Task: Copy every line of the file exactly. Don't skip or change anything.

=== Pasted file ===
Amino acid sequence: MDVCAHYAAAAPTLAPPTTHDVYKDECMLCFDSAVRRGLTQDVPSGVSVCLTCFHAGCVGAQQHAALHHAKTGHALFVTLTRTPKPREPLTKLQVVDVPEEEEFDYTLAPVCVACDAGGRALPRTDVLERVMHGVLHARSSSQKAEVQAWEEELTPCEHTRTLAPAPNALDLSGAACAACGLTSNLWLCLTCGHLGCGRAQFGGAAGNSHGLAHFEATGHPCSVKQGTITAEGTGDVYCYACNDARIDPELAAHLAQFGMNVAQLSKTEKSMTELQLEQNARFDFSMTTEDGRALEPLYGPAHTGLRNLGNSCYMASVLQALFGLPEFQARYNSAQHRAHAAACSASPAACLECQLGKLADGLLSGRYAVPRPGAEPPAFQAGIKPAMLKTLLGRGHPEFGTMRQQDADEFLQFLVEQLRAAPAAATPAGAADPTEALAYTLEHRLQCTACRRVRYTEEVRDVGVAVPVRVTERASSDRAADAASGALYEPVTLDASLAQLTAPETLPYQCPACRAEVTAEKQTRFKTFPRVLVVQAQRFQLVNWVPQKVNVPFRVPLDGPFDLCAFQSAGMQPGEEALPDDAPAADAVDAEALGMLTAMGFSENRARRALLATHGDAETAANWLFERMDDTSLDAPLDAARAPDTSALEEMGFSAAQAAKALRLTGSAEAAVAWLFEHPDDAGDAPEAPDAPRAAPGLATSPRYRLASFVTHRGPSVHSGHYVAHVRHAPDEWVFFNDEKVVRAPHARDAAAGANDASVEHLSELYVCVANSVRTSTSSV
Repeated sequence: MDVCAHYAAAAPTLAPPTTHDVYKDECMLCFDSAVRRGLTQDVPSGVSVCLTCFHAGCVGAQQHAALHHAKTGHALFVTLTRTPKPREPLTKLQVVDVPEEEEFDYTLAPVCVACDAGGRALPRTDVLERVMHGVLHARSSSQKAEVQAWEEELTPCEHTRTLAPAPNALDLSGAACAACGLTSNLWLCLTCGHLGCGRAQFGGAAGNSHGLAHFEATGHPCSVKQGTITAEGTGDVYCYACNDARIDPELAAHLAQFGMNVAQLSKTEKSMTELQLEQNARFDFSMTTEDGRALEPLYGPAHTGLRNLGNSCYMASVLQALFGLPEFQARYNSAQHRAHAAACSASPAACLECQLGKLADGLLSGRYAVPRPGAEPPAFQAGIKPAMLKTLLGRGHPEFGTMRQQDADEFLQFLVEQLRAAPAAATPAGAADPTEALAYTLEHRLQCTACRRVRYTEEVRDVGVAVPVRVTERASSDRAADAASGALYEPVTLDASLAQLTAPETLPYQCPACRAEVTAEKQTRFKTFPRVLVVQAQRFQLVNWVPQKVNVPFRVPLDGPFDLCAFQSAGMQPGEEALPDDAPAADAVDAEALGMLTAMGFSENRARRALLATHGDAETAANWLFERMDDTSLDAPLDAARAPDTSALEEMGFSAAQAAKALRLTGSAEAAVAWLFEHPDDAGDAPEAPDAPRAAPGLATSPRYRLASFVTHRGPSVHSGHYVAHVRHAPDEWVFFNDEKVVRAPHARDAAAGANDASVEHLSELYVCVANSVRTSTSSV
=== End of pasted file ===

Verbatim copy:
Amino acid sequence: MDVCAHYAAAAPTLAPPTTHDVYKDECMLCFDSAVRRGLTQDVPSGVSVCLTCFHAGCVGAQQHAALHHAKTGHALFVTLTRTPKPREPLTKLQVVDVPEEEEFDYTLAPVCVACDAGGRALPRTDVLERVMHGVLHARSSSQKAEVQAWEEELTPCEHTRTLAPAPNALDLSGAACAACGLTSNLWLCLTCGHLGCGRAQFGGAAGNSHGLAHFEATGHPCSVKQGTITAEGTGDVYCYACNDARIDPELAAHLAQFGMNVAQLSKTEKSMTELQLEQNARFDFSMTTEDGRALEPLYGPAHTGLRNLGNSCYMASVLQALFGLPEFQARYNSAQHRAHAAACSASPAACLECQLGKLADGLLSGRYAVPRPGAEPPAFQAGIKPAMLKTLLGRGHPEFGTMRQQDADEFLQFLVEQLRAAPAAATPAGAADPTEALAYTLEHRLQCTACRRVRYTEEVRDVGVAVPVRVTERASSDRAADAASGALYEPVTLDASLAQLTAPETLPYQCPACRAEVTAEKQTRFKTFPRVLVVQAQRFQLVNWVPQKVNVPFRVPLDGPFDLCAFQSAGMQPGEEALPDDAPAADAVDAEALGMLTAMGFSENRARRALLATHGDAETAANWLFERMDDTSLDAPLDAARAPDTSALEEMGFSAAQAAKALRLTGSAEAAVAWLFEHPDDAGDAPEAPDAPRAAPGLATSPRYRLASFVTHRGPSVHSGHYVAHVRHAPDEWVFFNDEKVVRAPHARDAAAGANDASVEHLSELYVCVANSVRTSTSSV
Repeated sequence: MDVCAHYAAAAPTLAPPTTHDVYKDECMLCFDSAVRRGLTQDVPSGVSVCLTCFHAGCVGAQQHAALHHAKTGHALFVTLTRTPKPREPLTKLQVVDVPEEEEFDYTLAPVCVACDAGGRALPRTDVLERVMHGVLHARSSSQKAEVQAWEEELTPCEHTRTLAPAPNALDLSGAACAACGLTSNLWLCLTCGHLGCGRAQFGGAAGNSHGLAHFEATGHPCSVKQGTITAEGTGDVYCYACNDARIDPELAAHLAQFGMNVAQLSKTEKSMTELQLEQNARFDFSMTTEDGRALEPLYGPAHTGLRNLGNSCYMASVLQALFGLPEFQARYNSAQHRAHAAACSASPAACLECQLGKLADGLLSGRYAVPRPGAEPPAFQAGIKPAMLKTLLGRGHPEFGTMRQQDADEFLQFLVEQLRAAPAAATPAGAADPTEALAYTLEHRLQCTACRRVRYTEEVRDVGVAVPVRVTERASSDRAADAASGALYEPVTLDASLAQLTAPETLPYQCPACRAEVTAEKQTRFKTFPRVLVVQAQRFQLVNWVPQKVNVPFRVPLDGPFDLCAFQSAGMQPGEEALPDDAPAADAVDAEALGMLTAMGFSENRARRALLATHGDAETAANWLFERMDDTSLDAPLDAARAPDTSALEEMGFSAAQAAKALRLTGSAEAAVAWLFEHPDDAGDAPEAPDAPRAAPGLATSPRYRLASFVTHRGPSVHSGHYVAHVRHAPDEWVFFNDEKVVRAPHARDAAAGANDASVEHLSELYVCVANSVRTSTSSV